October 25, 2005, 9:19 AM — Aruba Networks has launched the "Mobile Edge" - a portable wireless LAN access point that will let business users plug in a bubble of corporate WLAN wherever they are.
"Cisco wants to sell an upgrade to the basic network, to support wireless, security and voice over IP," said Aruba's vice president of marketing Keerti Melkote. As a wireless LAN company, Aruba reckons this is unnecessary: "Mobility, security and VoIP are all at layers 4 to 7 of the network model, so they can be delivered as an overlay."
The Mobile Edge is an evolution of the grid-points Aruba began selling last year. Mobility controllers (Aruba's new name for wireless LAN switches) control access points across the network, and across the Internet, supporting WPA2 security and 802.1x authentication: "What we are adding is site-to-site VPNs," said Melkote.
Aruba has produced two new access points, the single radio AP-41 for the home office and the dual-radio AP-65 - a three-inch square box which can produce an "instant office" anywhere when plugged into the Internet, through an Ethernet socket. The remote worker can then use laptops, and Wi-Fi phones as if they were in the office, with an encrypted tunnel to the office LAN.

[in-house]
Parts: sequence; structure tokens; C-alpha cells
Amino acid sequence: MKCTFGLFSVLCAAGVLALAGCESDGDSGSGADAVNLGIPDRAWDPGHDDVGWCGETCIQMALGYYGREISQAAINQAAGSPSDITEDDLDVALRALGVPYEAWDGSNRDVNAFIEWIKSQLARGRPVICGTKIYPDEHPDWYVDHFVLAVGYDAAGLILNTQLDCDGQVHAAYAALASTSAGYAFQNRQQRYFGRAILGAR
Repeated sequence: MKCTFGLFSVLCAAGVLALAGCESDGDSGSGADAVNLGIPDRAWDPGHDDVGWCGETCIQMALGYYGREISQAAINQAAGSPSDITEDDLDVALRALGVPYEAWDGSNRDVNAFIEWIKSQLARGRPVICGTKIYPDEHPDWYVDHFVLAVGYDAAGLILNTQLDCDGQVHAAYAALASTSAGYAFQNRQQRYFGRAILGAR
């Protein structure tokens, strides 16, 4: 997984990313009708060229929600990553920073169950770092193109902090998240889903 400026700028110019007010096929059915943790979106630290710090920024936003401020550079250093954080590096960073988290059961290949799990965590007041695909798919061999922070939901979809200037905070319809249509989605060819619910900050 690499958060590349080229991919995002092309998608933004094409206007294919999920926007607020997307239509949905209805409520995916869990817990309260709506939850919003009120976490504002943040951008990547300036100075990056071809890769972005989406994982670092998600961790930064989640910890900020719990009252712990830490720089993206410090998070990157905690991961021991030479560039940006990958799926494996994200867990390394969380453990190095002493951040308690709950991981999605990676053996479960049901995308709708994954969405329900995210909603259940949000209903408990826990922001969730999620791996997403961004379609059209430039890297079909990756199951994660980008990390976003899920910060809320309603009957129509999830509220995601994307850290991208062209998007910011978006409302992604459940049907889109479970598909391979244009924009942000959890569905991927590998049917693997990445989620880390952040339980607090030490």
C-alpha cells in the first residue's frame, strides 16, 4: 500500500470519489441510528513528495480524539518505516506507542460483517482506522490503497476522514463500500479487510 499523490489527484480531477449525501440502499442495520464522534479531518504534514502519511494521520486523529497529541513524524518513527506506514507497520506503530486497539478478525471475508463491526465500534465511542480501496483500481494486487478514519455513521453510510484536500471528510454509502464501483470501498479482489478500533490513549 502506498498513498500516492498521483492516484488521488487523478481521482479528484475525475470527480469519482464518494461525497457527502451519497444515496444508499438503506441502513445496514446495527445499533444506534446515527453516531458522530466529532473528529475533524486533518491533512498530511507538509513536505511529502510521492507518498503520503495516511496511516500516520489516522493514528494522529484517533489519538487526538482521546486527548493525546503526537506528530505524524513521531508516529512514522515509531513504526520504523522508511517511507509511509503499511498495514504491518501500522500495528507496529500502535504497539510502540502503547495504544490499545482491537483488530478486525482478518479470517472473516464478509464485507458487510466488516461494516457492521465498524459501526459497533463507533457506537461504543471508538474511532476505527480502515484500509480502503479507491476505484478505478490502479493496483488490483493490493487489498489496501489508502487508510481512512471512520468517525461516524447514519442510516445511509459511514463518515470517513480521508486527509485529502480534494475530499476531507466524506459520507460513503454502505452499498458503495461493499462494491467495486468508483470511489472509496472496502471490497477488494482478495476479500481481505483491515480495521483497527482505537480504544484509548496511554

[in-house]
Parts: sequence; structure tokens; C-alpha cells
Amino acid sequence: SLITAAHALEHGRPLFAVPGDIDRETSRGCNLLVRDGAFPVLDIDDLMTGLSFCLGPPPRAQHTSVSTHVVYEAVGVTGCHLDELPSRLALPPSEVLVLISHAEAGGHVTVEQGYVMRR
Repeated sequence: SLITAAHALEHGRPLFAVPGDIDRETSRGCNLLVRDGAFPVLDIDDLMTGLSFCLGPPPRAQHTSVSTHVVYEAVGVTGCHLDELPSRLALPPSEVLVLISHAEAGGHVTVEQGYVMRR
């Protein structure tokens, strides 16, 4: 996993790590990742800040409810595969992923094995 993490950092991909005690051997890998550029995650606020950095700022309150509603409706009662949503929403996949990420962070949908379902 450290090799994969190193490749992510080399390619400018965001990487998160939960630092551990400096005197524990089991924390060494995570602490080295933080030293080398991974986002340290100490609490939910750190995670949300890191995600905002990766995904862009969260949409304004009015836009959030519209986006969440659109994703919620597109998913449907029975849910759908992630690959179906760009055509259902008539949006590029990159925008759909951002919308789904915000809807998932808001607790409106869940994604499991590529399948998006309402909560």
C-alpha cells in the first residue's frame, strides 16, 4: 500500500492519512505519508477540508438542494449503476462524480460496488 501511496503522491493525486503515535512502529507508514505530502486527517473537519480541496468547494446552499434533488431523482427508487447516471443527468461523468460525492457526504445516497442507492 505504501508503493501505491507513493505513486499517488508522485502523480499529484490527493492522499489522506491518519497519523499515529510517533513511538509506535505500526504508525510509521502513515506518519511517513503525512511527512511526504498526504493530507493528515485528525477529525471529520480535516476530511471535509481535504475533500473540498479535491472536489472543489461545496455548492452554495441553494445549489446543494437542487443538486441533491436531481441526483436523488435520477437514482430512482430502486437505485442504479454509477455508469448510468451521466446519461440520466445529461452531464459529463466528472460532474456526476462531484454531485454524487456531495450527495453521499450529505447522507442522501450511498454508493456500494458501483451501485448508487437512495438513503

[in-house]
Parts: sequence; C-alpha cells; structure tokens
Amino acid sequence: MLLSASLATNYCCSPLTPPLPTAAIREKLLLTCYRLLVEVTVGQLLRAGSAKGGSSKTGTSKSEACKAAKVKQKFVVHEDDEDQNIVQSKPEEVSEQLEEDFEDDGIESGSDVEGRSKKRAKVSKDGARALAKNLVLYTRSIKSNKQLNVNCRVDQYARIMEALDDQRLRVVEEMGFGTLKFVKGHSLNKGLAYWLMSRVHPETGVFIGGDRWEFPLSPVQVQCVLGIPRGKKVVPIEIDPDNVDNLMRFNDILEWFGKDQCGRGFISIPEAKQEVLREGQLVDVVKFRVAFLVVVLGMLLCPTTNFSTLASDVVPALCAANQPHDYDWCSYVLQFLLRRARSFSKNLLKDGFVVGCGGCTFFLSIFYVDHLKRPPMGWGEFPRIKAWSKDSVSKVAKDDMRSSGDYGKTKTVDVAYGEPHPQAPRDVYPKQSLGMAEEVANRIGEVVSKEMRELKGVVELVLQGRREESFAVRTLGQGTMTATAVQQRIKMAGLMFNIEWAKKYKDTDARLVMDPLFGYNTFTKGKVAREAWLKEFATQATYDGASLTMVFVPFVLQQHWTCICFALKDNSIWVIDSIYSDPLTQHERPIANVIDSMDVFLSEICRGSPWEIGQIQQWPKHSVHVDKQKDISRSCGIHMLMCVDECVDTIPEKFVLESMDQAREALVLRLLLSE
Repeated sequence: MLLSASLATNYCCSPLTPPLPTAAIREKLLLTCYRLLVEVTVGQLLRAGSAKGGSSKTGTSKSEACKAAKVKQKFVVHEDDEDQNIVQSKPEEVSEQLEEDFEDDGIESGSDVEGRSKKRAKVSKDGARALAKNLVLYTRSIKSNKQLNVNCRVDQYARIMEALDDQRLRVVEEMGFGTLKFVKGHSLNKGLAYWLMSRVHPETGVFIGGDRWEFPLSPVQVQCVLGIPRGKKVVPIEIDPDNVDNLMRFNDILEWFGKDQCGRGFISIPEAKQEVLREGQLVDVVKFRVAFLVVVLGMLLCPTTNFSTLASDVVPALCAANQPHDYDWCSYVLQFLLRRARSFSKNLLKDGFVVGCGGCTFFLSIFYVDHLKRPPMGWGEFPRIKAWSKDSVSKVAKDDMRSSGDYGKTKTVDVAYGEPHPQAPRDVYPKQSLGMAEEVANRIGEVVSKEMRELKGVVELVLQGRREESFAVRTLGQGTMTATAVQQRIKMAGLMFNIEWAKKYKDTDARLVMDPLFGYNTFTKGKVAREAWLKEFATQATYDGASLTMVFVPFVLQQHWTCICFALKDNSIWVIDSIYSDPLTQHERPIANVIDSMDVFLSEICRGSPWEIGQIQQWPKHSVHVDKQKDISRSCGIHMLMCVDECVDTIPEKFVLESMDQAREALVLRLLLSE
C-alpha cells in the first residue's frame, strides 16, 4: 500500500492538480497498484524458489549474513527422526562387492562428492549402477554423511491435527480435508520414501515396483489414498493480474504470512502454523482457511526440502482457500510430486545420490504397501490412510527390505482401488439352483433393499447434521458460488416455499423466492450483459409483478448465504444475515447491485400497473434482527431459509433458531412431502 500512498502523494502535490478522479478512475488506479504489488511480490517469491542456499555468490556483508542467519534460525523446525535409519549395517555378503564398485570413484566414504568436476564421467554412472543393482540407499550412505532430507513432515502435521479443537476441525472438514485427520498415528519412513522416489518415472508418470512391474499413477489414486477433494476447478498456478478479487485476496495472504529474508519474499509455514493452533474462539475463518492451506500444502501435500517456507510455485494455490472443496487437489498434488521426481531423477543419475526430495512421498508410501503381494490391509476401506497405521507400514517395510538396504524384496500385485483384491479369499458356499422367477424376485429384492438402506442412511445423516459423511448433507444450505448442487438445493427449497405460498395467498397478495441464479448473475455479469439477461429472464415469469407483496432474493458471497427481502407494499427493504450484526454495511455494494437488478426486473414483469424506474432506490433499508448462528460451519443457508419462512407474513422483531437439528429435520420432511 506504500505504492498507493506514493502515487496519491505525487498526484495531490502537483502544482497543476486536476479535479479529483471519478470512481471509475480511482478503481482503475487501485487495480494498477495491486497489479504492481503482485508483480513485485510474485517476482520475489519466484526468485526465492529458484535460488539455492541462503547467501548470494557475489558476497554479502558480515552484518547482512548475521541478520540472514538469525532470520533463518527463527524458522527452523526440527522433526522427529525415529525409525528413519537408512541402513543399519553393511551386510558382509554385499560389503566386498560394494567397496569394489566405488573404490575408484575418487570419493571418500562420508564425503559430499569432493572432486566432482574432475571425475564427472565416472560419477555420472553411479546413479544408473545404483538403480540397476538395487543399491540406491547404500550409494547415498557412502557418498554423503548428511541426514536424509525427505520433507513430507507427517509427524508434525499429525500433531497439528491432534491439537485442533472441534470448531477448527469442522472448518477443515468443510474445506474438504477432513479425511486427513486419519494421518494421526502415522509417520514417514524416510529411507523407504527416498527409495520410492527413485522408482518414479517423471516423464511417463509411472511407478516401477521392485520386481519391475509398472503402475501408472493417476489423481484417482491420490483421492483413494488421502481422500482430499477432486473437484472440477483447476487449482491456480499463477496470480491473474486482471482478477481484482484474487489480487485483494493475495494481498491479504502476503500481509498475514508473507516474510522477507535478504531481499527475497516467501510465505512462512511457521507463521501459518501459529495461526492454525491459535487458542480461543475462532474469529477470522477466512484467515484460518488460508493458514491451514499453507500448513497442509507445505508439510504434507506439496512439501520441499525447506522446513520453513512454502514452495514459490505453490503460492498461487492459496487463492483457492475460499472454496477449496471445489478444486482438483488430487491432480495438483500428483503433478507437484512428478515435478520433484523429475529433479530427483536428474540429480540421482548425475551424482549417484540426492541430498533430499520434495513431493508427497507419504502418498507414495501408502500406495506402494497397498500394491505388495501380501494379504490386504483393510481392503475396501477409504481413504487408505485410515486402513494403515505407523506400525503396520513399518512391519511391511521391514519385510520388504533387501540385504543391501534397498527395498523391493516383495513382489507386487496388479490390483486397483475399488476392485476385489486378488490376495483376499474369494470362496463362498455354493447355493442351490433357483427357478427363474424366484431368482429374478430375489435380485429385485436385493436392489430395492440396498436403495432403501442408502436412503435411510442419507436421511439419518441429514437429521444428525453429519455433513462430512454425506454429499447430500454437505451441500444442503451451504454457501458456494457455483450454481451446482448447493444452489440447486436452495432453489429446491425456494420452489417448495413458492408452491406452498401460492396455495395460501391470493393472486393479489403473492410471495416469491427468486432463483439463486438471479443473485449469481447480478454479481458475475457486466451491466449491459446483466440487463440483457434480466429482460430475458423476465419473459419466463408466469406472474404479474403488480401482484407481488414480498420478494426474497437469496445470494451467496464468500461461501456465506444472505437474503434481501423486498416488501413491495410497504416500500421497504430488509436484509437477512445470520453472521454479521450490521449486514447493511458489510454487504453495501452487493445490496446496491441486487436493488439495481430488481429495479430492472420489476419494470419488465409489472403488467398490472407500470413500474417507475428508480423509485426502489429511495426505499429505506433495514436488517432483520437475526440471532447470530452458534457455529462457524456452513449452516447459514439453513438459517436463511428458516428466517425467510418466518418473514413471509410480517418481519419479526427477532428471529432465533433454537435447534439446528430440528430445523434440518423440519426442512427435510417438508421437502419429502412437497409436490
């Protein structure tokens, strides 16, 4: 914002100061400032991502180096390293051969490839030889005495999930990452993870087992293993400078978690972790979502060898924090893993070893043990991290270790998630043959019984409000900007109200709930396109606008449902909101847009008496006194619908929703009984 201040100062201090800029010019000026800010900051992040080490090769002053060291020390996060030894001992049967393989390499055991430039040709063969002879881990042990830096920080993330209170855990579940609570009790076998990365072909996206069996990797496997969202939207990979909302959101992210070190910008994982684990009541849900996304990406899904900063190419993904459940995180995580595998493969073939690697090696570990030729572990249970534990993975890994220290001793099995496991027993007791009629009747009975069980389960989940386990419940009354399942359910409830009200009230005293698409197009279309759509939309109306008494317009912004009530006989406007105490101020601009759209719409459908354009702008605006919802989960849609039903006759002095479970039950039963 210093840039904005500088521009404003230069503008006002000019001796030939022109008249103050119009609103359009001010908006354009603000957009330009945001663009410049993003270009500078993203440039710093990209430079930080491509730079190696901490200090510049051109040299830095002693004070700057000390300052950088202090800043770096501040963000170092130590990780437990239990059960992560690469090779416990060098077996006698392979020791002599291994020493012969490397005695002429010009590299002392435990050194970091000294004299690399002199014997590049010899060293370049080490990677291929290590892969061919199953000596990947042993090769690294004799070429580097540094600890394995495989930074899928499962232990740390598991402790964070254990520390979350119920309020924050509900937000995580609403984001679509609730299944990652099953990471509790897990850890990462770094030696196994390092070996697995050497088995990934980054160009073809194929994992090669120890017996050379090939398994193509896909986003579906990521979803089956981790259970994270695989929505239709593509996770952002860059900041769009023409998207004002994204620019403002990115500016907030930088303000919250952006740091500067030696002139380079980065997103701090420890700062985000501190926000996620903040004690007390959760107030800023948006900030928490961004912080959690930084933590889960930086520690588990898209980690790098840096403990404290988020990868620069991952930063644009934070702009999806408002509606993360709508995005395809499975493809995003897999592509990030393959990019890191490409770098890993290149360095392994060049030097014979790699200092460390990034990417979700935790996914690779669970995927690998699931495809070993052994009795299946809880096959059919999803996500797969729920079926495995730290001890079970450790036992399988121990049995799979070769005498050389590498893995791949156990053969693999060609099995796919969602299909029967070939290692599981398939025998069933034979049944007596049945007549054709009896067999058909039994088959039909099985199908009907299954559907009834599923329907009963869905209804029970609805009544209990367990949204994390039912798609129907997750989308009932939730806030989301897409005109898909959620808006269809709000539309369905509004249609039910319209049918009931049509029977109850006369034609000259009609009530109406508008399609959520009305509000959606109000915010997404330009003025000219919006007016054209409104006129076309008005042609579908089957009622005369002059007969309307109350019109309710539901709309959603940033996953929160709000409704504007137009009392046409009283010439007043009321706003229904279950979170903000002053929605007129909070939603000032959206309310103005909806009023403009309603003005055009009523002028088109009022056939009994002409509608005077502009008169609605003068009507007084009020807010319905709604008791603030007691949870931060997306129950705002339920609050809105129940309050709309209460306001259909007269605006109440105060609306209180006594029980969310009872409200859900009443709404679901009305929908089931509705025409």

"Users can throw out their VPN servers," said Melkote. "They have already moved from traditional IPsec to SSL VPNs, but neither of these support voice." Other wireless LAN vendors can't follow Aruba's lead, he said, because they don't put encryption on the wireless LAN switch, he said: "Our Aruba 6000 controller can handle up to 7Gbit/s of encrypted traffic." Aruba refers to its encryption as the xSec protocol.
The solution is more manageable than a VPN because it includes an access point, according to analyst Craig Mathias, principal with the Farpoint Group: "It is, in effect, an enterprise-class product controlled by the enterprise switch."
This is a second new direction in just over a year for Aruba. Last year, Grid Points were meant to get everyone to take access points down from the ceiling, install them densely and let them handle their own radio survey. So far, the idea has not taken off: although Melkote reckons ninety percent of Aruba's new customers are using Grid Points, he doesn't think many of them have brought their access points down from the ceiling.
In the US, the products will cost US$496 for the AP 65, and $195 for the AP 41. Both are due to ship in November.
In future, Melkote expects to take the obvious next step of giving the access point the ability to use wireless for the backhaul to the corporate LAN, so it could be used for secure access using just a wireless hotspot, instead of requiring Ethernet access.
Additional reporting by Ephraim Schwartz, InfoWorld